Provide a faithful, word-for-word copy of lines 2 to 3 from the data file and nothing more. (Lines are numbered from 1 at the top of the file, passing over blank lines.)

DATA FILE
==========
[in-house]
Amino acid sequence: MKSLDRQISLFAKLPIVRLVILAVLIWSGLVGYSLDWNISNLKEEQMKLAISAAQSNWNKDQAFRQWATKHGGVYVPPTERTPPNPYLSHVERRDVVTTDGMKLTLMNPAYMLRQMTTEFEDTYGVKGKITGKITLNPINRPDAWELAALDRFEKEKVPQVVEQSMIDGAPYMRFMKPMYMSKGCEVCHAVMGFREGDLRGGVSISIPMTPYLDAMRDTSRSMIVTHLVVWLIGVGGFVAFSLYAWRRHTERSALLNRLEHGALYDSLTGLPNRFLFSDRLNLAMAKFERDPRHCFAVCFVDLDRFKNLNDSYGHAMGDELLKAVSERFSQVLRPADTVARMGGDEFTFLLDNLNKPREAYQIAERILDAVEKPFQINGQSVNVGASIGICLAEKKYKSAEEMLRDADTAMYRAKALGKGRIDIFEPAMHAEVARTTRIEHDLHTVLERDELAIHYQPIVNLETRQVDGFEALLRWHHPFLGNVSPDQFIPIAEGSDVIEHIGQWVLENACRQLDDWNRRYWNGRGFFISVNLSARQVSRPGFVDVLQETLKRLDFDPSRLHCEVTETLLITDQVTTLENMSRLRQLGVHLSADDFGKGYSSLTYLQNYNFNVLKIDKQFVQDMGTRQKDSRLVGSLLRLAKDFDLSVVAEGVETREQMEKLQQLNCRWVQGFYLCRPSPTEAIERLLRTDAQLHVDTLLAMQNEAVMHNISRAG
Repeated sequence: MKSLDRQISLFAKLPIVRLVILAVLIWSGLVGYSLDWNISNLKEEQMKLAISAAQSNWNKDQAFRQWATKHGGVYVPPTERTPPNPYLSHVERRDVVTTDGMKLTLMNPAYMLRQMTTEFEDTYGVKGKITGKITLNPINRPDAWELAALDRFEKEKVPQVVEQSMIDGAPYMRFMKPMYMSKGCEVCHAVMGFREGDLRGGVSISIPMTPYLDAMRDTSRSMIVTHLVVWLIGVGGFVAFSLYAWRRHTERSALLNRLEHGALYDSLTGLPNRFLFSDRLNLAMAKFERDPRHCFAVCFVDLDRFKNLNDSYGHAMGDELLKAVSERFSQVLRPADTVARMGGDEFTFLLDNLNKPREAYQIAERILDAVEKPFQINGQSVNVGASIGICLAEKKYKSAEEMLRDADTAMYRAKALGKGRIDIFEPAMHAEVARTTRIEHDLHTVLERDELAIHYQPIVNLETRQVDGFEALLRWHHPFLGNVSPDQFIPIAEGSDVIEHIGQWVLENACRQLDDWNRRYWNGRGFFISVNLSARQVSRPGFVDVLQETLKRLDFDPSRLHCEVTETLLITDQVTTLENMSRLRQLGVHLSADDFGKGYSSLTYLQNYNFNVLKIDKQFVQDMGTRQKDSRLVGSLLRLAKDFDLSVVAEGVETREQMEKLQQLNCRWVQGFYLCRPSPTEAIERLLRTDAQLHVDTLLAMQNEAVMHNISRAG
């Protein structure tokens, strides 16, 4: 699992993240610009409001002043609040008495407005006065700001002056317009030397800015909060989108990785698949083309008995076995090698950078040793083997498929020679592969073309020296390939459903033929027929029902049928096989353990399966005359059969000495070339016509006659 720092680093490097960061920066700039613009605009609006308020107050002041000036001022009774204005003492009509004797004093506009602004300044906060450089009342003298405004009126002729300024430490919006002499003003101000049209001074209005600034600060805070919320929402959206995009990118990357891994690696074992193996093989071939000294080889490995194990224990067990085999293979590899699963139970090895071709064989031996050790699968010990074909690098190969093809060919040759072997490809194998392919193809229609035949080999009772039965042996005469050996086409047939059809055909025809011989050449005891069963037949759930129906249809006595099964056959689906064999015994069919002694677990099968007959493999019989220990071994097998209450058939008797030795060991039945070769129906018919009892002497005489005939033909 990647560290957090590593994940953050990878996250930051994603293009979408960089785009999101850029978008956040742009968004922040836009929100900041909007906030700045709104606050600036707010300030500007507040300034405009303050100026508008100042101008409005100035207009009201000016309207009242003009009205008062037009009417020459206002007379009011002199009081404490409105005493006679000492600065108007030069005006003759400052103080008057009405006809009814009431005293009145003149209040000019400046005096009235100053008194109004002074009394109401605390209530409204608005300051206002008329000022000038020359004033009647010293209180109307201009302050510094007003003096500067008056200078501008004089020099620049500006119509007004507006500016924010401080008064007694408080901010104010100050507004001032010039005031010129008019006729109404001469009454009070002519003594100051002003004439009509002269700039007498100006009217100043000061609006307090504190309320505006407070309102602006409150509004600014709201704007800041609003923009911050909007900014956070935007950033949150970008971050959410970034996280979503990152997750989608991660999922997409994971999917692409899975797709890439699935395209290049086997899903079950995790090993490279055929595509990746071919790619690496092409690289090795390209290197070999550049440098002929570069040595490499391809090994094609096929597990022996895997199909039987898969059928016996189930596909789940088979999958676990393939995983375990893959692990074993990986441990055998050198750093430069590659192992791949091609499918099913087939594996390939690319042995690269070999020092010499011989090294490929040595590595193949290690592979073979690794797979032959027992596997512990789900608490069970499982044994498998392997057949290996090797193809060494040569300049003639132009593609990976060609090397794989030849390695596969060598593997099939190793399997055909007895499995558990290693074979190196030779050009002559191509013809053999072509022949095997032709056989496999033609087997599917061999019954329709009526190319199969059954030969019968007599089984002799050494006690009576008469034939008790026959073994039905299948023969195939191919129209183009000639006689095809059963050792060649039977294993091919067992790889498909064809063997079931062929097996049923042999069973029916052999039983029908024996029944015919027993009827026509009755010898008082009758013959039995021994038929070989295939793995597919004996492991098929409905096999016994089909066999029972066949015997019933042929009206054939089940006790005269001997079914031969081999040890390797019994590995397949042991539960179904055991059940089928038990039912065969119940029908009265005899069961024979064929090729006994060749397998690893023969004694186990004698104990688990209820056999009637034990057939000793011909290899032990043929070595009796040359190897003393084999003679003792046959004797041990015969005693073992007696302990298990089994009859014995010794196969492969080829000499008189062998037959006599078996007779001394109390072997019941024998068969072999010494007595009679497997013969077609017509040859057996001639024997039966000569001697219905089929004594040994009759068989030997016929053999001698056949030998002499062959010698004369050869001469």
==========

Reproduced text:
Amino acid sequence: MKSLDRQISLFAKLPIVRLVILAVLIWSGLVGYSLDWNISNLKEEQMKLAISAAQSNWNKDQAFRQWATKHGGVYVPPTERTPPNPYLSHVERRDVVTTDGMKLTLMNPAYMLRQMTTEFEDTYGVKGKITGKITLNPINRPDAWELAALDRFEKEKVPQVVEQSMIDGAPYMRFMKPMYMSKGCEVCHAVMGFREGDLRGGVSISIPMTPYLDAMRDTSRSMIVTHLVVWLIGVGGFVAFSLYAWRRHTERSALLNRLEHGALYDSLTGLPNRFLFSDRLNLAMAKFERDPRHCFAVCFVDLDRFKNLNDSYGHAMGDELLKAVSERFSQVLRPADTVARMGGDEFTFLLDNLNKPREAYQIAERILDAVEKPFQINGQSVNVGASIGICLAEKKYKSAEEMLRDADTAMYRAKALGKGRIDIFEPAMHAEVARTTRIEHDLHTVLERDELAIHYQPIVNLETRQVDGFEALLRWHHPFLGNVSPDQFIPIAEGSDVIEHIGQWVLENACRQLDDWNRRYWNGRGFFISVNLSARQVSRPGFVDVLQETLKRLDFDPSRLHCEVTETLLITDQVTTLENMSRLRQLGVHLSADDFGKGYSSLTYLQNYNFNVLKIDKQFVQDMGTRQKDSRLVGSLLRLAKDFDLSVVAEGVETREQMEKLQQLNCRWVQGFYLCRPSPTEAIERLLRTDAQLHVDTLLAMQNEAVMHNISRAG
Repeated sequence: MKSLDRQISLFAKLPIVRLVILAVLIWSGLVGYSLDWNISNLKEEQMKLAISAAQSNWNKDQAFRQWATKHGGVYVPPTERTPPNPYLSHVERRDVVTTDGMKLTLMNPAYMLRQMTTEFEDTYGVKGKITGKITLNPINRPDAWELAALDRFEKEKVPQVVEQSMIDGAPYMRFMKPMYMSKGCEVCHAVMGFREGDLRGGVSISIPMTPYLDAMRDTSRSMIVTHLVVWLIGVGGFVAFSLYAWRRHTERSALLNRLEHGALYDSLTGLPNRFLFSDRLNLAMAKFERDPRHCFAVCFVDLDRFKNLNDSYGHAMGDELLKAVSERFSQVLRPADTVARMGGDEFTFLLDNLNKPREAYQIAERILDAVEKPFQINGQSVNVGASIGICLAEKKYKSAEEMLRDADTAMYRAKALGKGRIDIFEPAMHAEVARTTRIEHDLHTVLERDELAIHYQPIVNLETRQVDGFEALLRWHHPFLGNVSPDQFIPIAEGSDVIEHIGQWVLENACRQLDDWNRRYWNGRGFFISVNLSARQVSRPGFVDVLQETLKRLDFDPSRLHCEVTETLLITDQVTTLENMSRLRQLGVHLSADDFGKGYSSLTYLQNYNFNVLKIDKQFVQDMGTRQKDSRLVGSLLRLAKDFDLSVVAEGVETREQMEKLQQLNCRWVQGFYLCRPSPTEAIERLLRTDAQLHVDTLLAMQNEAVMHNISRAG